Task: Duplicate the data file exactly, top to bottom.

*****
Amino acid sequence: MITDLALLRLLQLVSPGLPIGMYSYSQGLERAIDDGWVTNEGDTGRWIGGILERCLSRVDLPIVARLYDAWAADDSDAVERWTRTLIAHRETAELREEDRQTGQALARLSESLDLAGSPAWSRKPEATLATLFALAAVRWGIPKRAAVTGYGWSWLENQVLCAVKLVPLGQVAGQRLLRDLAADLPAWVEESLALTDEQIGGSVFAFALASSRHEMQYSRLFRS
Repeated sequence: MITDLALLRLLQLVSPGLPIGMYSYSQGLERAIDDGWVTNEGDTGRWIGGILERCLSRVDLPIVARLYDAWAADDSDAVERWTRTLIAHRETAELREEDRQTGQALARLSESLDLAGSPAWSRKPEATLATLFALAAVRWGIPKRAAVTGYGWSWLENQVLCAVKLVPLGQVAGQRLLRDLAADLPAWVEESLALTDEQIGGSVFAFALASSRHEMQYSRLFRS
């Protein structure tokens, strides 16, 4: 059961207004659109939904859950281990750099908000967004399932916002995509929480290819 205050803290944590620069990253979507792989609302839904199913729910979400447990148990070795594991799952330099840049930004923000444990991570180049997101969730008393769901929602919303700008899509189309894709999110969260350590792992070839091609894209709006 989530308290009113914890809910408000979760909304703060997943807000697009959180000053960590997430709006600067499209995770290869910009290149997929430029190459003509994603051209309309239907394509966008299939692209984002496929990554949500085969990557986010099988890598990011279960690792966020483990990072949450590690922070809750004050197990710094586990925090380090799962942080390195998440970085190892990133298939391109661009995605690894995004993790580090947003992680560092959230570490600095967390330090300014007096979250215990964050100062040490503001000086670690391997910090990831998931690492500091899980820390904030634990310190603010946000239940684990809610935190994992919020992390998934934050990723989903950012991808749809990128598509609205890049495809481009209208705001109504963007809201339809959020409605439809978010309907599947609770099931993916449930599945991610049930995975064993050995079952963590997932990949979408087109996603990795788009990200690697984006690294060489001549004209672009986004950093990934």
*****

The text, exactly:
Amino acid sequence: MITDLALLRLLQLVSPGLPIGMYSYSQGLERAIDDGWVTNEGDTGRWIGGILERCLSRVDLPIVARLYDAWAADDSDAVERWTRTLIAHRETAELREEDRQTGQALARLSESLDLAGSPAWSRKPEATLATLFALAAVRWGIPKRAAVTGYGWSWLENQVLCAVKLVPLGQVAGQRLLRDLAADLPAWVEESLALTDEQIGGSVFAFALASSRHEMQYSRLFRS
Repeated sequence: MITDLALLRLLQLVSPGLPIGMYSYSQGLERAIDDGWVTNEGDTGRWIGGILERCLSRVDLPIVARLYDAWAADDSDAVERWTRTLIAHRETAELREEDRQTGQALARLSESLDLAGSPAWSRKPEATLATLFALAAVRWGIPKRAAVTGYGWSWLENQVLCAVKLVPLGQVAGQRLLRDLAADLPAWVEESLALTDEQIGGSVFAFALASSRHEMQYSRLFRS
């Protein structure tokens, strides 16, 4: 059961207004659109939904859950281990750099908000967004399932916002995509929480290819 205050803290944590620069990253979507792989609302839904199913729910979400447990148990070795594991799952330099840049930004923000444990991570180049997101969730008393769901929602919303700008899509189309894709999110969260350590792992070839091609894209709006 989530308290009113914890809910408000979760909304703060997943807000697009959180000053960590997430709006600067499209995770290869910009290149997929430029190459003509994603051209309309239907394509966008299939692209984002496929990554949500085969990557986010099988890598990011279960690792966020483990990072949450590690922070809750004050197990710094586990925090380090799962942080390195998440970085190892990133298939391109661009995605690894995004993790580090947003992680560092959230570490600095967390330090300014007096979250215990964050100062040490503001000086670690391997910090990831998931690492500091899980820390904030634990310190603010946000239940684990809610935190994992919020992390998934934050990723989903950012991808749809990128598509609205890049495809481009209208705001109504963007809201339809959020409605439809978010309907599947609770099931993916449930599945991610049930995975064993050995079952963590997932990949979408087109996603990795788009990200690697984006690294060489001549004209672009986004950093990934």